If RIBO, IBAO, FSCO, OSFI, IBABC, CCIR-CCRRA, OCA or any of the other supposed gatekeepers in the Canadian insurance business actually stood up for the consumer and took an aggressive stance on transparency and forced the 'big brokers', the insurance companies, the MGAs and the Associations to be fully transparent on investment, ownership, unique debt or other financing, in or by insurance companies or insurance conglomerates, and forced every industry player to adopted a unified definition of 'independent', and disclose all revenue (expense reductions) sources, and disclose all potential conflicts of interest to their clients and their prospective clients, and to the regulators, and to the public at large, there would be absolutely no concerns about the demise of the small independent insurance broker. Small independent insurance brokers are surviving and some even thriving, despite unfair competition from supposed 'brokers' who have massive undisclosed conflicts of interest which are driving their business practices far more than the best interests of the insurance buying public.
  • Jay | 08 Jun 2017, 03:44 PM Agree 0
    They have got to survive.
    The lack of interest,service and compassion in bigger institutions will only grow. And the client will suffer from it.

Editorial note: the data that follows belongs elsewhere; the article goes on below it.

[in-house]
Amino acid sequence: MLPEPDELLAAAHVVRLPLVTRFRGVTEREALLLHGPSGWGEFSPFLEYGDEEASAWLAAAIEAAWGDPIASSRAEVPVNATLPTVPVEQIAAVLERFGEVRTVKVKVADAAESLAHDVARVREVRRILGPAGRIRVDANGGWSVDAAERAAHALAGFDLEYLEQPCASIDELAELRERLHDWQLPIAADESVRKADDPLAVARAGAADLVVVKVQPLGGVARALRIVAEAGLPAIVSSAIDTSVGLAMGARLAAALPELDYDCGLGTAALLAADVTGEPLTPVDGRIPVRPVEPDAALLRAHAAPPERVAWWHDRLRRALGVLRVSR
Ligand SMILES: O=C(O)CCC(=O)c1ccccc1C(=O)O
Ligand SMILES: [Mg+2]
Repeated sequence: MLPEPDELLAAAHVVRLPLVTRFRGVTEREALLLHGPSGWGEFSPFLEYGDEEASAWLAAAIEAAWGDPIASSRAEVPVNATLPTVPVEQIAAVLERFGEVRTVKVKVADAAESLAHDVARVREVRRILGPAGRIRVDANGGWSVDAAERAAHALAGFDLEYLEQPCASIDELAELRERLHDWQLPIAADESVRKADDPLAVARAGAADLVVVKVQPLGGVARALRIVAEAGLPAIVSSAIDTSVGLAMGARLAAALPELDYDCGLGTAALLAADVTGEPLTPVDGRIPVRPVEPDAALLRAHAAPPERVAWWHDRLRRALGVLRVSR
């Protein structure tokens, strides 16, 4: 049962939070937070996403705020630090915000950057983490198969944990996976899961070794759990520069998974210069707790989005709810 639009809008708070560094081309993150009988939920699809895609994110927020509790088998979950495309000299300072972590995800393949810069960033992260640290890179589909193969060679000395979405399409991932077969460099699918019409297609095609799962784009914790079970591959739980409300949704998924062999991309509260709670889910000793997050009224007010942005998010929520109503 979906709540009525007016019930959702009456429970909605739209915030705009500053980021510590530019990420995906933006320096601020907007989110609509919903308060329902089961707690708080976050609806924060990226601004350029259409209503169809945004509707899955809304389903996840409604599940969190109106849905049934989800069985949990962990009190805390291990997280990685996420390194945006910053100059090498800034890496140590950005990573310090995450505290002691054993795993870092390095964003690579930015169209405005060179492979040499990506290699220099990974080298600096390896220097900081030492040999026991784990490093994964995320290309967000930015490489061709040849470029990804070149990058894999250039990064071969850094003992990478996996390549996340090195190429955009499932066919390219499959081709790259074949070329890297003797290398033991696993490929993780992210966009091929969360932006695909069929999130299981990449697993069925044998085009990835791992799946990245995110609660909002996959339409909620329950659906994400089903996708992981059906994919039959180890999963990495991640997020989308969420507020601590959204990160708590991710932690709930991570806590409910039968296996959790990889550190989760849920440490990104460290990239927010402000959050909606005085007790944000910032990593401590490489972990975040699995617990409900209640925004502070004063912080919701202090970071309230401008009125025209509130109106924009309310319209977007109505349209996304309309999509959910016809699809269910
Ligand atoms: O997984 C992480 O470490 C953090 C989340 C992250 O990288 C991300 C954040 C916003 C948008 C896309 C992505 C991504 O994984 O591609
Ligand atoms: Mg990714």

Let's face it. The only goal in the larger cabinet is to acquire as many smaller ones as they can so as to sell there cabinet with a bigger profit. That’s it!!

    In the last 13 months we went from The Groupe C.M.A. to Groupe Horizon. Just as we started to breathe from calling all of our clients.
    (Yes CALLING not mailing texting, face timing. For the big boys that is called SERVICE... I know you are dumbfounded by the word so I added the definition for you guys.
    The action of helping or doing work for someone:
    Just to make sure here are a couple of synonyms: Favor, kindness, good turn, helping hand, assistance)

    Then BANG Groupe Horizon sold to Great West Life. Was nice to learn of this in newspaper. Where did I see this before? Oh yes... President Trump with FBI director James Comey.

    And why should they advise the broker? After all, they only bring clients... And what about the brokers share in transaction HAHAHAHAHA!!!!
    When will we grow a pair and sue them for to get our due???
  • anonymous | 18 Jun 2017, 04:26 PM Agree 0
    To top it off, I don't see anyone talking about the whole other challenge in the broker world. On top of the filed rules of the insurance companies, brokerages now have added their own set of rules. Either under pressure of the insurance company to protect their contracts (if they had high claims ratio) or earn contingency bonus or just seeking "desirable clients". Due to this, I had to scare away atleast 40% of my customers and technically speaking, I am sending them to either other brokerages or direct writers. Some of these "guidelines" makes no sense at all.

    I think we as brokers are contributing to this fact and making it hard for ourselves.